. .

U.S. DEPARTMENT OF THE INTERIOR

BUREAU OF LAND MANAGEMENT

Oregon / Washington

A New Chapter

A retired BLM biologist rewrites his life story as a mystery novelist.

story by Susan Nelson


Last June, I found myself hiking way down into the dramatic depths of Joseph Canyon in far northeastern Oregon. With each step, I walked deeper and deeper into the setting of the novel, Coyote Staircase, a mystery starring Tom Kreuger - or rather his alter ego, Clair Button.

In addition to his fame as a published author, Clair is also a retired BLM wildlife biologist turned botanist, just like the protagonist who serves as the main character in his mysteries.

While historical fiction tends to weave actual incidents from history into the lives of fictional characters, Clair's stories are all the more intriguing because most of his characters (and I mean characters!) are descriptions or composites of former BLM colleagues and people he met on the job. His characters live in settings that come from his life experiences wandering the outback on public lands from Colorado to Arizona to Oregon.

Clair says his 28 years with BLM - in addition to two with the Post Office and another two in the U.S. Army - left him with endless story material. Thus his stories' settings are based on reality even if his villains and non-BLM characters are fictional.

When I asked Clair if technical writing of reports prepared him for creative writing, he said, "No, not really. It may have given me experience with grammar and vocabulary, but writing environmental assessments and planning documents was stifling compared to fieldwork where you can learn and explore. My coworkers on the other hand gave me a lifetime of one-liners that I have been able to sprinkle throughout the series..."

A New Chapter

Joseph Canyon serves as the setting
for Clair's novels - and his life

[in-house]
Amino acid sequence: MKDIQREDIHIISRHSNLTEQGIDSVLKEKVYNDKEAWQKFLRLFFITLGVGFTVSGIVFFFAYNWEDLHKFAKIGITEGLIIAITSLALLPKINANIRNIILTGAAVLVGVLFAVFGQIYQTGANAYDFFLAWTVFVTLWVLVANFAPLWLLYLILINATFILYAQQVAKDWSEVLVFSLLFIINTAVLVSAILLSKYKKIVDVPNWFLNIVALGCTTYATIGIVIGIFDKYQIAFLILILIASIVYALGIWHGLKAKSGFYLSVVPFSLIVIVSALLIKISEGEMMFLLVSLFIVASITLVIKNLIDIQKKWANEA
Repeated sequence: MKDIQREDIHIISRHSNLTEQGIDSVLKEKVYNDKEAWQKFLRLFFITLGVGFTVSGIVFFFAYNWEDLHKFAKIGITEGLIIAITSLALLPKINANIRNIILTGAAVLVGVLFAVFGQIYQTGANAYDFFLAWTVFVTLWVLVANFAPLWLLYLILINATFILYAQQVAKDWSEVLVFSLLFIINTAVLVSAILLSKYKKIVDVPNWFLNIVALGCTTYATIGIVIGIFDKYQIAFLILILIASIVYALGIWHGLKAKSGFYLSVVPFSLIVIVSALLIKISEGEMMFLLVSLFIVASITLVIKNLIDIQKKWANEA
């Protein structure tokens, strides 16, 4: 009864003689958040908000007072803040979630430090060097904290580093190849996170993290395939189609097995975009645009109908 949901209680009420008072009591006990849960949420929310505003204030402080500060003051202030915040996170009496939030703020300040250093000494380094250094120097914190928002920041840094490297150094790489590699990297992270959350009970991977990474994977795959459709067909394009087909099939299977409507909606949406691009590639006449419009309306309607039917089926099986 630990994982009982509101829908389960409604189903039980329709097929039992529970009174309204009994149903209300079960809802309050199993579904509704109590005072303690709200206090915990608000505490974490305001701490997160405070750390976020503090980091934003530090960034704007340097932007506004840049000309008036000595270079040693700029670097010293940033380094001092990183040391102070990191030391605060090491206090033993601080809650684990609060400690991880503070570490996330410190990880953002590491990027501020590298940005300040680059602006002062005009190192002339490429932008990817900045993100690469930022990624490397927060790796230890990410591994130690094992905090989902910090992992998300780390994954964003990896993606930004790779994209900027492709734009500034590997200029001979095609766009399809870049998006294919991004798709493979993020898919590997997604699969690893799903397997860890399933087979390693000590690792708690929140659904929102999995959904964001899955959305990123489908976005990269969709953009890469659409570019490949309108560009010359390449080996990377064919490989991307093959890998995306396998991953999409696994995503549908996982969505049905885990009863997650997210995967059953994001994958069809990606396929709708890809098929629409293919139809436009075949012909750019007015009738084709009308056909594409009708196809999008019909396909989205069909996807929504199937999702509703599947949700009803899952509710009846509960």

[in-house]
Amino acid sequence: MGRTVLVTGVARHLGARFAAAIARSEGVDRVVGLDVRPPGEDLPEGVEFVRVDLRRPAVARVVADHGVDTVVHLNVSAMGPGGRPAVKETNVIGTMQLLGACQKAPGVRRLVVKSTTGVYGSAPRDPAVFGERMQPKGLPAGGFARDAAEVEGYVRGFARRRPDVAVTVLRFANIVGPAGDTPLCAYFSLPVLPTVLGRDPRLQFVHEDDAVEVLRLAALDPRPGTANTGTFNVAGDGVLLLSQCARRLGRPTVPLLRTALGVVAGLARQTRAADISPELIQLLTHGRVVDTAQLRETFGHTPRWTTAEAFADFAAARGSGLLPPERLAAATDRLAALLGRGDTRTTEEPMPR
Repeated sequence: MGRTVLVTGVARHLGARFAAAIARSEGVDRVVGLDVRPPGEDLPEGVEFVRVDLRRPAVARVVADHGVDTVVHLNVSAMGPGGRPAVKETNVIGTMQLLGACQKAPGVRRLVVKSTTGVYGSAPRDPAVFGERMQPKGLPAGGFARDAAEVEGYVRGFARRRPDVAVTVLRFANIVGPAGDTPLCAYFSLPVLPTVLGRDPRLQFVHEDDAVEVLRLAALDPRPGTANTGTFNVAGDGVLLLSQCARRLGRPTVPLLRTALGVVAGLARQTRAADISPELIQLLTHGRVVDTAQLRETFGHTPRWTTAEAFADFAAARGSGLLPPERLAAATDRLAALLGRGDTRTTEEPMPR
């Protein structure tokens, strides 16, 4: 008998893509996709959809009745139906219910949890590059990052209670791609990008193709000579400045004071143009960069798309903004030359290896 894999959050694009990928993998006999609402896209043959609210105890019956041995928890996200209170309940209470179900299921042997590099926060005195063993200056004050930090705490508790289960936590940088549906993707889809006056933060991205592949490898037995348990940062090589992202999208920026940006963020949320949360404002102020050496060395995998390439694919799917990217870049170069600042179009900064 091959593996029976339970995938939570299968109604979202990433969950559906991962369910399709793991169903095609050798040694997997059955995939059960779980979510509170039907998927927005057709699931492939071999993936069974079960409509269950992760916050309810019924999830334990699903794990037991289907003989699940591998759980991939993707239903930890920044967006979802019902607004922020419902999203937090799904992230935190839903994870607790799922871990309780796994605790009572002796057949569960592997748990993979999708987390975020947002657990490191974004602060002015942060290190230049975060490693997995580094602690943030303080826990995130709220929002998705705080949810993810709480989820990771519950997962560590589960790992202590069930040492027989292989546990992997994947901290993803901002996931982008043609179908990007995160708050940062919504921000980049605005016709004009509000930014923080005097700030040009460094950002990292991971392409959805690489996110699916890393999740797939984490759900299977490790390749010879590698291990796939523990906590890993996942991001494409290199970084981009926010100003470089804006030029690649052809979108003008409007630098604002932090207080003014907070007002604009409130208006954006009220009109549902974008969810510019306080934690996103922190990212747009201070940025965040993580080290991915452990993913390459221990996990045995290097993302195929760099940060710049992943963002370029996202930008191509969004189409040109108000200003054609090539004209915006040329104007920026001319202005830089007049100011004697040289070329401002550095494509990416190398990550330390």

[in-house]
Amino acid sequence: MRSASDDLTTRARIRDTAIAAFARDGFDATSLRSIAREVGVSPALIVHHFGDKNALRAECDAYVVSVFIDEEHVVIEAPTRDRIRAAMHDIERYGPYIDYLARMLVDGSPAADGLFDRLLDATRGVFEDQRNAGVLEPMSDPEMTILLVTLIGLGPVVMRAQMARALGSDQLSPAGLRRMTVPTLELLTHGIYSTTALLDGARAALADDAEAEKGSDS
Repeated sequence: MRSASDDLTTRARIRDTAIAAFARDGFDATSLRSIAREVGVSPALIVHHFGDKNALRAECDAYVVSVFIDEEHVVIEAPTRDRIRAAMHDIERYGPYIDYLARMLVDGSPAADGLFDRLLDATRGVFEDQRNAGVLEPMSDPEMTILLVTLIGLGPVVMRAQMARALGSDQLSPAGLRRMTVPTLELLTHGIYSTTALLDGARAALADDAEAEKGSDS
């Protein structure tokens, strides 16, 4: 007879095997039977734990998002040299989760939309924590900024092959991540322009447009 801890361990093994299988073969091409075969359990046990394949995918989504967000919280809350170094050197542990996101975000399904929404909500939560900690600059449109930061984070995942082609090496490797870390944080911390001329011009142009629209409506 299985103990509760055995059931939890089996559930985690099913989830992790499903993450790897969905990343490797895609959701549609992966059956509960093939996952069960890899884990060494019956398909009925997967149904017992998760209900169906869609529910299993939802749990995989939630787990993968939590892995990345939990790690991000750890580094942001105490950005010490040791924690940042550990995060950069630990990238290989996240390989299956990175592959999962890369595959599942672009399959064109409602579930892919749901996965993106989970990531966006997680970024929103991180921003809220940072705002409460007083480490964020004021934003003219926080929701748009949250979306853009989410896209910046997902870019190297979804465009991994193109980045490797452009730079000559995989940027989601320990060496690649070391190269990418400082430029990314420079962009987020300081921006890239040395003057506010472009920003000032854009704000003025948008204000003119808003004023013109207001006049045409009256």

Clair has created a hero for all BLMers. His protagonist Tom Kreuger is a hands-on scientist who has the ability to annoy his supervisors by skirting the rules. But he continually amazes his cohorts by solving crimes armed only with his rapier wit, acute curiosity, and an uncanny ability to wield the scientific method.

Clair told me that he wrote his first book, Cow Cookies, for himself with no idea that it would lead to another career. After his friends read it, they talked him into getting it published.

Clair has since found that writing for readers other than himself has caused him to change his style. With Quicksand Plot and Coyote Staircase, he included more characters and moved his hero backward and forward through different periods of his life.

Initially, Clair used a professional editor. Since then, he has relied on the advice of his wife, also a former BLM employee, as well as his colleagues in the Baker City writer's group which he organized after he retired in 2006.

Although Clair had only a vague idea of what he would do in retirement, he knew he'd continue his passion for natural resources. And indeed he has. In addition to his fiction, Clair also manages the website for his local chapter of the Oregon Native Plant Society. If that weren't enough, he takes care of the greenhouse at a local senior center. Plus Clair recently reconnected with other members from his Army platoon in Vietnam. Then just last year he successfully ran for City Council in Baker City where he's since been able to help make decisions involving his local environment. Not to mention publishing three novels!

Clair Button's advice for anyone considering creative writing is to write what you know. But one more immediate suggestion for us is to get to know Tom Kreuger. Clair says he's got two new novels in the works, and I have a feeling we'll all be seeing a lot more of this BLM hero.